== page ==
And I was reading in the one article linked above that the judge is going to order service pursuant to some federal code (I did not click to the code though bc I didnt feel like it LOL) but before the judge can do that Bois has to make a formal request for that order and then andrew’s team has a chance to respond and then there is another hearing scheduled for that order on October 13 – all for an order that the judge basically said he was going to issue so that Andrew can be properly served, when we all know his lawyers have the complaint in front of them as we speak!

        but, mummy has deep pockets, so here we are.

      • LaraW" says:

        They’re doing a delay tactic right now because there’s currently a lot of discovery motion practice going on in Giuffre v. Dershowitz (also in S.D.N.Y. before Judge Loretta Preska, who is the judge presiding over Maxwell’s trial).

        If I understand correctly, Dershowitz is trying to have Virginia’s 2009 settlement unsealed to support his defense that Virginia’s claims are invalid because she allegedly “released … claims against persons associated with Jeffrey Epstein.” Andrew’s lawyers are hoping Judge Preska will grant Dershowitz’s motion and that the lawsuit against Andrew will be dismissed.

      • Nic919 says:

        They can try to claim that Virginia released everyone but if it’s a vague release and doesn’t name Andrew specifically it is not worth anything anyway.

      • LaraW" says:

        @Nic – lol, they’ll do their damndest though. :P

      • Debbie says:

        LaraW, re Virginia’s document releasing Epstein and his associates from similar claims, wouldn’t that be associates such as Epstein’s companies, charities, foundations, and things of that nature? Not, necessarily Epstein’s friends and acquaintances, like Dershewitz or Andrew. Maybe some lawyers here might explain better.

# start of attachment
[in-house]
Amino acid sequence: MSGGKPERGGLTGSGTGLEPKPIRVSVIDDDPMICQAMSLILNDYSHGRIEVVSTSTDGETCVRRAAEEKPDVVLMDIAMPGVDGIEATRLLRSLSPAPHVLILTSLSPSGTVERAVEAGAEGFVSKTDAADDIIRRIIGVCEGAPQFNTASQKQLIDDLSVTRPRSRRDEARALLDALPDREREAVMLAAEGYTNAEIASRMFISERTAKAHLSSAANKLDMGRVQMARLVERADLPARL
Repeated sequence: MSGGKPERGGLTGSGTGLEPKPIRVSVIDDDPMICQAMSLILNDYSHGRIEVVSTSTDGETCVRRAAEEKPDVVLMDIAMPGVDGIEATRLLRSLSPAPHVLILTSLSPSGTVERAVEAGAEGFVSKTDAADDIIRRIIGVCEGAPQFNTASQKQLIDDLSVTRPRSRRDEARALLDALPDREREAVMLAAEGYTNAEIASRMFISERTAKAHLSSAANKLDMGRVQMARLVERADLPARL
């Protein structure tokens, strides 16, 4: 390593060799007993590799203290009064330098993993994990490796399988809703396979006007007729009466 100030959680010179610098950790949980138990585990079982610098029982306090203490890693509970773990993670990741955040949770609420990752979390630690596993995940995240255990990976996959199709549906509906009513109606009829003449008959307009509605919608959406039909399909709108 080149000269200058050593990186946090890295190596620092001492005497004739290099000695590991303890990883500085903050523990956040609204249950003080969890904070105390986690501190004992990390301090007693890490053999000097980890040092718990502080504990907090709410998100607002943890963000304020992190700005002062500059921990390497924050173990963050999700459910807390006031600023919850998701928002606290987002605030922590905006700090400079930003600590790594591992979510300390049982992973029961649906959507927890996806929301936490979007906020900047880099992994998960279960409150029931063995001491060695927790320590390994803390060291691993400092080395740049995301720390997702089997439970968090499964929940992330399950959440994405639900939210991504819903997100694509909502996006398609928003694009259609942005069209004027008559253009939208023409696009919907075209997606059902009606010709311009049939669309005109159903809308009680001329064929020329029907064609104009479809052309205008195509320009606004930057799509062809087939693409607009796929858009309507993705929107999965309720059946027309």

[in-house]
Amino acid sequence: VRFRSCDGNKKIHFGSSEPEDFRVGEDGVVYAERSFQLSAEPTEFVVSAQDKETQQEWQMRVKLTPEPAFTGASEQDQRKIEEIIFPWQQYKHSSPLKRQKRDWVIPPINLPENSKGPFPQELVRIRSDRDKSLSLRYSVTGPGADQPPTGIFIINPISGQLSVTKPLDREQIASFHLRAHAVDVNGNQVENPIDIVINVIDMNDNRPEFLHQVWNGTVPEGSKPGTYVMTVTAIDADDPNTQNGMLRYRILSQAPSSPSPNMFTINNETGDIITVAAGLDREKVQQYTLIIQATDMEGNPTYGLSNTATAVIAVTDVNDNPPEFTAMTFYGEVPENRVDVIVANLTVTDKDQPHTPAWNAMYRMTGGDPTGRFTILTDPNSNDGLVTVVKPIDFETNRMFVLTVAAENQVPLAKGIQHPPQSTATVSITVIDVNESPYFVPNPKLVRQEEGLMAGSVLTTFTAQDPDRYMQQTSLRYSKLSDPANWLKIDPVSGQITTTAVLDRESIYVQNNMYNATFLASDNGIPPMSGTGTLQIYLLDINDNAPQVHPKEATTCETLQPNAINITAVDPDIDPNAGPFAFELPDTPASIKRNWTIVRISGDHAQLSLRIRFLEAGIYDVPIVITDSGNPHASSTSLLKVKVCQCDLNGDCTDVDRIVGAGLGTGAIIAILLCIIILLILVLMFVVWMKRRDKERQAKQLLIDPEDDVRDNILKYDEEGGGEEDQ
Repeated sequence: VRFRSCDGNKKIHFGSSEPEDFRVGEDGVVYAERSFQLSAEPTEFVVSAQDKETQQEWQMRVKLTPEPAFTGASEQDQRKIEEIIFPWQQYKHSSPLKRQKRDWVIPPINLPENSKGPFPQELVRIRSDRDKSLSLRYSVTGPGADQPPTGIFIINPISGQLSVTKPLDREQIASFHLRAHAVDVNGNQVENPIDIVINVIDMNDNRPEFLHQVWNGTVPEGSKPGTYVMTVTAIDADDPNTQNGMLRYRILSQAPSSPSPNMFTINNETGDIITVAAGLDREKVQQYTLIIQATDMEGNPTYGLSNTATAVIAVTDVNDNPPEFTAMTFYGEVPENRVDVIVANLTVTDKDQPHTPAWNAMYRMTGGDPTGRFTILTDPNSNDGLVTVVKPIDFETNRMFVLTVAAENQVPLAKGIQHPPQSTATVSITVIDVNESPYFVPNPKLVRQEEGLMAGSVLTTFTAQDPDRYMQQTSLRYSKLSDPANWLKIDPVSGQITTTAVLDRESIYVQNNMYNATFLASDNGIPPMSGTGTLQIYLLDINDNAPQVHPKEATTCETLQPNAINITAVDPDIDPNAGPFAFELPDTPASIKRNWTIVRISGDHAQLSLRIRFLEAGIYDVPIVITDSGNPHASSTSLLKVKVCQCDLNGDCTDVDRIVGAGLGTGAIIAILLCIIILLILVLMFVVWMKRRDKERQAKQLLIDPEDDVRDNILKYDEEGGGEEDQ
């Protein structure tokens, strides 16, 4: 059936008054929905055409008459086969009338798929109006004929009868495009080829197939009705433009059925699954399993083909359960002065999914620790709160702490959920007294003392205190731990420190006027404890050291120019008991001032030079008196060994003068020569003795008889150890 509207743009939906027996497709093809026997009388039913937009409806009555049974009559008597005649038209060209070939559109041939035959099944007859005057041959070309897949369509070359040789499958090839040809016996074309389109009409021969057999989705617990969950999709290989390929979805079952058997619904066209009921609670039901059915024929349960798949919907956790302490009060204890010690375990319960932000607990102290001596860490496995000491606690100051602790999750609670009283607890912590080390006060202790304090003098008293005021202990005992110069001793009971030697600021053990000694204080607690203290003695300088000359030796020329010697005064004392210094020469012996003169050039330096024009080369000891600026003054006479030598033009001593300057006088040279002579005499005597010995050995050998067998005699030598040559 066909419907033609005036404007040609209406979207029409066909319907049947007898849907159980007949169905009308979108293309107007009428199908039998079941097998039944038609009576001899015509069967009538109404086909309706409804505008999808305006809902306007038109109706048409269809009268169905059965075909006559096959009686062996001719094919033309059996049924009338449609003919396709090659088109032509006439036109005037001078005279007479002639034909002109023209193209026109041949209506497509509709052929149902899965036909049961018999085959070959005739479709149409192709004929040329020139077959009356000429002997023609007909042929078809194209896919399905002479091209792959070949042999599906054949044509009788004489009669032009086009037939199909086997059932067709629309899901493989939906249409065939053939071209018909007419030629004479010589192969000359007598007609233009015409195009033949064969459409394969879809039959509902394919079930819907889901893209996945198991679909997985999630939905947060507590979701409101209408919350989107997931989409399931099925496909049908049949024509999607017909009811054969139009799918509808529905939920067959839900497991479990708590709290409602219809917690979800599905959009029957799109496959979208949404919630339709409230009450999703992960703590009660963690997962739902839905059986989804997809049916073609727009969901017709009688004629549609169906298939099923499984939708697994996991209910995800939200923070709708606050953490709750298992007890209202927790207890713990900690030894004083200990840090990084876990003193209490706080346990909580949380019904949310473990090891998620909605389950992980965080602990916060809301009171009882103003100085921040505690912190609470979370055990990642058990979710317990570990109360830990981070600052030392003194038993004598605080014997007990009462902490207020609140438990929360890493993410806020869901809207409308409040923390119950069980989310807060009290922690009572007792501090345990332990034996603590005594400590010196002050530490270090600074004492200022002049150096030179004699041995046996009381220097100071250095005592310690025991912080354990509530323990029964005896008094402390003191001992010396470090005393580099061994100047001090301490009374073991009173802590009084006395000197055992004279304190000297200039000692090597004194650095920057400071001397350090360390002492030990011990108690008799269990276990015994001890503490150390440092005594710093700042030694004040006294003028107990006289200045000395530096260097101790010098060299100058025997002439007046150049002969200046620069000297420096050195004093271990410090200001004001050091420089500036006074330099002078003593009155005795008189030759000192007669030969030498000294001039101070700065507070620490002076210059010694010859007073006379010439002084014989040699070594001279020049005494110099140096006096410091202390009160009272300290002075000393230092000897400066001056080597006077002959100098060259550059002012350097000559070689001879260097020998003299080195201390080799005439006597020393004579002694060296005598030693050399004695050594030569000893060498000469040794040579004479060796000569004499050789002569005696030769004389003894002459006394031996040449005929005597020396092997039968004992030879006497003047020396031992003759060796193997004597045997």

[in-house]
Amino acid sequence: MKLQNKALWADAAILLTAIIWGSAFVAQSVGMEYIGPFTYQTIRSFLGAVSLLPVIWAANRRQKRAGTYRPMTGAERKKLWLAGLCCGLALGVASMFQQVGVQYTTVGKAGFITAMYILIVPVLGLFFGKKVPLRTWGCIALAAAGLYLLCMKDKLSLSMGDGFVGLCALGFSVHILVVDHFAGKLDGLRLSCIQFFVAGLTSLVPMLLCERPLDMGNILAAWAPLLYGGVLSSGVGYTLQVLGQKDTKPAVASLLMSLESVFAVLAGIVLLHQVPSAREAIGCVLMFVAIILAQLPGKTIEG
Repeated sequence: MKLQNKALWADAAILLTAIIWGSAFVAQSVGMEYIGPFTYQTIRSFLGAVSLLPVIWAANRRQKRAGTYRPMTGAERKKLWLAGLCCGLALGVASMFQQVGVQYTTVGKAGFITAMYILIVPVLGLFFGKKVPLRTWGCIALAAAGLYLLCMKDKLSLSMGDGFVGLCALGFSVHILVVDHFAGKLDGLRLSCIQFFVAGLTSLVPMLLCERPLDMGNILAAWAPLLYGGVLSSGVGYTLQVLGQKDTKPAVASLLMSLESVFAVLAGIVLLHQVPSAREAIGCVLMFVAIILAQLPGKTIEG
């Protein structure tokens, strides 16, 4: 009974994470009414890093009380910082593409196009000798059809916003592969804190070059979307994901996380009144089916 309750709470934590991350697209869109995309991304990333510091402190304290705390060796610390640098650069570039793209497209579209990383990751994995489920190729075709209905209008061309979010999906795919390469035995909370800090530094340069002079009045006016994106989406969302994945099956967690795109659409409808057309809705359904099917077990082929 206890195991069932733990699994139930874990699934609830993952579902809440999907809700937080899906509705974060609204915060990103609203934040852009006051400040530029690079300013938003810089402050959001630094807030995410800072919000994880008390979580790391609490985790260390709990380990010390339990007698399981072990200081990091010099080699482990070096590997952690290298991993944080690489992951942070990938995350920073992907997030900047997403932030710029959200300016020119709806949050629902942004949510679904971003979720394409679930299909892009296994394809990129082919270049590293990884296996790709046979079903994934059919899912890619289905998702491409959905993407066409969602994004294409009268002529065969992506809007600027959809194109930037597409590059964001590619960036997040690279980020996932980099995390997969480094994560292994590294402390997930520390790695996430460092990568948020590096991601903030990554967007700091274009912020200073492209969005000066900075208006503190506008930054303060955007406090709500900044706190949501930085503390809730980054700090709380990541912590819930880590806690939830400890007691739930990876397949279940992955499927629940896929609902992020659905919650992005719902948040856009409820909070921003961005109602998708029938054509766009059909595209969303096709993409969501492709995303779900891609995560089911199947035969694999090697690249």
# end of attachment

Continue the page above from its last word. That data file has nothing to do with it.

• Willow says:

      I think the point is to avoid him having to giving any depositions. So they are throwing the kitchen sink at the case in the hopes that it will never progress to where Virginia’s lawyers can question him under oath. I’m pretty sure that’s how they caught Cosby and Epstein. From depositions in civil suits.

      • Emma says:

        For sure, I just don’t see how it’s better than just doing a quiet settlement. But I’m not a lawyer. Maybe they really think they can win.

      • Becks1 says:

        At this point, I’m not sure Virginia wants to settle. I think she wants this to go as far as possible through the courts so that the truth is known.

        Besides that I’m not sure why his team wouldn’t settle before. Maybe they are afraid it will bring other victims to the forefront, asking for money (in which case, good, we should know how many girls Andrew raped while partying with Epstein), maybe Andrew and the Queen are insisting on no settlement because they don’t think he did anything wrong and that the courts will see it his way. I think no one over there thought Virginia would have the guts to actually file a lawsuit against the queen’s favorite son, but she basically called their bluff and filed suit, so now they are probably in panic mode.